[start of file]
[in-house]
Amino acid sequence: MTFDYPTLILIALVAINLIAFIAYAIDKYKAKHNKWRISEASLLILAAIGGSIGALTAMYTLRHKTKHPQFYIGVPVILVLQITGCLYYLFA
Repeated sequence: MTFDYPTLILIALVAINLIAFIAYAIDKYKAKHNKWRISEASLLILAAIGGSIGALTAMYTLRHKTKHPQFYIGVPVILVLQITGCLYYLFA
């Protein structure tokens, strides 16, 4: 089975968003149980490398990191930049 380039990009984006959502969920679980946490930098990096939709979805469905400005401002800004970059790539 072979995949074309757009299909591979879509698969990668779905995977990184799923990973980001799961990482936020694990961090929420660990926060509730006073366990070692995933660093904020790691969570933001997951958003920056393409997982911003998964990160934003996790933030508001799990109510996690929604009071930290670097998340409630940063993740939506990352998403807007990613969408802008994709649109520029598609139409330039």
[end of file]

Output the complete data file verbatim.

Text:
[in-house]
Amino acid sequence: MTFDYPTLILIALVAINLIAFIAYAIDKYKAKHNKWRISEASLLILAAIGGSIGALTAMYTLRHKTKHPQFYIGVPVILVLQITGCLYYLFA
Repeated sequence: MTFDYPTLILIALVAINLIAFIAYAIDKYKAKHNKWRISEASLLILAAIGGSIGALTAMYTLRHKTKHPQFYIGVPVILVLQITGCLYYLFA
């Protein structure tokens, strides 16, 4: 089975968003149980490398990191930049 380039990009984006959502969920679980946490930098990096939709979805469905400005401002800004970059790539 072979995949074309757009299909591979879509698969990668779905995977990184799923990973980001799961990482936020694990961090929420660990926060509730006073366990070692995933660093904020790691969570933001997951958003920056393409997982911003998964990160934003996790933030508001799990109510996690929604009071930290670097998340409630940063993740939506990352998403807007990613969408802008994709649109520029598609139409330039």